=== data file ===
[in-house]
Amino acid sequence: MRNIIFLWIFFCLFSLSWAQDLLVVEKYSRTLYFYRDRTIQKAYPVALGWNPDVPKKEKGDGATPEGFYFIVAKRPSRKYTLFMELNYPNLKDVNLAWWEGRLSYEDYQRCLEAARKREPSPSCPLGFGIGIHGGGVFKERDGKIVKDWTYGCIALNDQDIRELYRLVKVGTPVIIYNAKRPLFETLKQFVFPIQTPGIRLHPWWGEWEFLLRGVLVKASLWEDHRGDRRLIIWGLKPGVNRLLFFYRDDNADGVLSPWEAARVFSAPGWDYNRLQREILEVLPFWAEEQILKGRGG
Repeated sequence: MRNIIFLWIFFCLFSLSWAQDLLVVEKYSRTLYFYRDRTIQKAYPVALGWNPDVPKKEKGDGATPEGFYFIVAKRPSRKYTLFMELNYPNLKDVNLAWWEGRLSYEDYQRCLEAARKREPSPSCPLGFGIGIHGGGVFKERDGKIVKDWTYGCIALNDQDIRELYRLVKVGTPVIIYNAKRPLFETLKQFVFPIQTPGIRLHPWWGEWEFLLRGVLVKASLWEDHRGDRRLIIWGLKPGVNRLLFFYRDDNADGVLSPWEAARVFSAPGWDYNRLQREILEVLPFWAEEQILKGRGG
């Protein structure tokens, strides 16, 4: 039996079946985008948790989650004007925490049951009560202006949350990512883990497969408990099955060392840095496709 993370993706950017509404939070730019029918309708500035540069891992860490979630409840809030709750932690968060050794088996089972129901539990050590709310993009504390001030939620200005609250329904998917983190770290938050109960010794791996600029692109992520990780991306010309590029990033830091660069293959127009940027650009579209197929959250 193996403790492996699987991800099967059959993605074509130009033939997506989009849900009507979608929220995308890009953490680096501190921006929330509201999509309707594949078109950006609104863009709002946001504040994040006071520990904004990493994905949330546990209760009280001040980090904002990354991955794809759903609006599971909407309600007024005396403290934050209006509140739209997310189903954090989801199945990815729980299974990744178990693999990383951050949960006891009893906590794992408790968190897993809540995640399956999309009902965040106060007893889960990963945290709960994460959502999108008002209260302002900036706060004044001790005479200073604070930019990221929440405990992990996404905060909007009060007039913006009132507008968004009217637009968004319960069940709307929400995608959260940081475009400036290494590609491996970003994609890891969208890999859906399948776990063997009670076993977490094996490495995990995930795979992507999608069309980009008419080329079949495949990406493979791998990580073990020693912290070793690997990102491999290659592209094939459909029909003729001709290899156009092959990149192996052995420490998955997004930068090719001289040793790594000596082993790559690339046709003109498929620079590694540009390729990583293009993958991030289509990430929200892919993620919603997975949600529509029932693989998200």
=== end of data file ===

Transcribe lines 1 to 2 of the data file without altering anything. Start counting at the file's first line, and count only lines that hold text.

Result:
[in-house]
Amino acid sequence: MRNIIFLWIFFCLFSLSWAQDLLVVEKYSRTLYFYRDRTIQKAYPVALGWNPDVPKKEKGDGATPEGFYFIVAKRPSRKYTLFMELNYPNLKDVNLAWWEGRLSYEDYQRCLEAARKREPSPSCPLGFGIGIHGGGVFKERDGKIVKDWTYGCIALNDQDIRELYRLVKVGTPVIIYNAKRPLFETLKQFVFPIQTPGIRLHPWWGEWEFLLRGVLVKASLWEDHRGDRRLIIWGLKPGVNRLLFFYRDDNADGVLSPWEAARVFSAPGWDYNRLQREILEVLPFWAEEQILKGRGG